If you ask people about the Kant base today, only a few will remember the CSTO. Incidentally, the latest agreement no longer refers to it as an element of the alliance and clearly mentions it as a Russian facility within the unified Russian base. Everything has fallen into the right place and the CSTO had nothing to do with this.

The other situation is even more noteworthy. Throughout its membership in the organization, Bishkek has requested assistance only once – in June 2010 when hundreds of people were dying every day in an ethnic conflict in southern Kyrgyzstan. In response to an appeal from Roza Otunbayeva, the head of the interim government, Russian President Dmitry Medvedev, who was attending a SCO summit in Tashkent 300 kilometers from the violence, said that the question of CSTO interference could not be considered, because such a response was not provided for either in the organization’s charter or in agreements.

Current CSTO Secretary-General Nikolai Bordyuzha says that the organization played an active role in ending the conflict, planned measures, and took relevant steps. However, Kyrgyz officials clearly remember how much time it took to draw up a list of procedures that the CSTO could take to help and how slowly that help arrived. Outside assistance came in the form of riot control equipment only after Bishkek had independently quenched the conflict. Those events in June 2010 convinced Kyrgyzstan that it should not count on help from the CSTO and that this organization could not ensure the country’s security.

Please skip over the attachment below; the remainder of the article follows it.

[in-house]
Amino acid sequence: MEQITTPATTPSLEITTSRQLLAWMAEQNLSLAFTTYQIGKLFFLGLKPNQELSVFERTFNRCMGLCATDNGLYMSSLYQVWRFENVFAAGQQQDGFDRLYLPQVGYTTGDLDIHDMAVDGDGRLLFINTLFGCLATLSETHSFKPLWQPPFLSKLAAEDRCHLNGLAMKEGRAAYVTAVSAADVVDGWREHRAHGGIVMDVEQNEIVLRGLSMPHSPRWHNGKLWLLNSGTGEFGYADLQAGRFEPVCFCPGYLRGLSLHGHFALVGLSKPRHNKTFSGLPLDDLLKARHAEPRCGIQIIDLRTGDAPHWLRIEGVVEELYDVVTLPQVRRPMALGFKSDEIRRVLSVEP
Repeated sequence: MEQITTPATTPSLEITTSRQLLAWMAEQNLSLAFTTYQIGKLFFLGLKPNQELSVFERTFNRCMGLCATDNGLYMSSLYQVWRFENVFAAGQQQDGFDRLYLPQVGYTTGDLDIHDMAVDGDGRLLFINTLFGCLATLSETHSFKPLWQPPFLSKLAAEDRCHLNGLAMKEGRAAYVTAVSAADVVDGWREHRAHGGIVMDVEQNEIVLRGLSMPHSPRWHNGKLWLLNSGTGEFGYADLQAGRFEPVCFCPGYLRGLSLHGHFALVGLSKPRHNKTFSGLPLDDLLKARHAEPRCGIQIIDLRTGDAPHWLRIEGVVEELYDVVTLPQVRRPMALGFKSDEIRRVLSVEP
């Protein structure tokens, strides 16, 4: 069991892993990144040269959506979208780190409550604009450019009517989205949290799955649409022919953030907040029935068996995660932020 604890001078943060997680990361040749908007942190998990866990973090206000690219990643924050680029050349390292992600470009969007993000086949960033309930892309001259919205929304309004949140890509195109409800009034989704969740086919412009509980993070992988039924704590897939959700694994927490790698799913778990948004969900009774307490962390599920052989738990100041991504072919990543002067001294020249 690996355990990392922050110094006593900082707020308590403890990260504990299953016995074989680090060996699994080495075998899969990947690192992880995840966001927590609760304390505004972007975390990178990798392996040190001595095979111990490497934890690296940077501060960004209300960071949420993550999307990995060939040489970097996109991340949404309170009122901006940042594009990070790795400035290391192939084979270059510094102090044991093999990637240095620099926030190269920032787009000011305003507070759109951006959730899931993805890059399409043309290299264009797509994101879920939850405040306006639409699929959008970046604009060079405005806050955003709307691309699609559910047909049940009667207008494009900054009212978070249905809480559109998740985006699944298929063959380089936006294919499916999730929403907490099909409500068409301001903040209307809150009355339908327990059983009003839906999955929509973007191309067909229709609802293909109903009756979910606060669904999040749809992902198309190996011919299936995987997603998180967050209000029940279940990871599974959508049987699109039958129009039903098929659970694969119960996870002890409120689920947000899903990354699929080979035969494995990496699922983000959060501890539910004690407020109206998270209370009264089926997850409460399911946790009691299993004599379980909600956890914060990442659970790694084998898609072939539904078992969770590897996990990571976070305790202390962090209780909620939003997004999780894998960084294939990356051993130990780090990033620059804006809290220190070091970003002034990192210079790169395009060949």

There are two reasons why Kyrgyzstan still remains in the CSTO today: firstly, any other force is even less trustworthy. For a number of reasons, Bishkek does not have very friendly relations with its neighbors, especially with Uzbekistan, where the shared border is practically sealed. Hostile relations between the two countries could flare up at any moment. Even Kazakhstan, with which former president Kurmanbek Bakiyev signed an allied treaty, continues to take steps that cloud bilateral relations. The Tajik border and the use of pastureland and water resources along the border constantly put relations between the two countries to the test as well. Kyrgyzstan has its most secure and stable relations with China, but centuries-old stereotypes mean it is impossible to consider China a guarantor of security. Despite a policy of non-interference and respect for Kyrgyzstan’s sovereignty, which China consistently states and actively pursues, there remains a sense of a threat stemming from China. One would never think of relying on China to ensure military security even though its assistance is accepted gladly; for instance, for the strengthening of defense capabilities.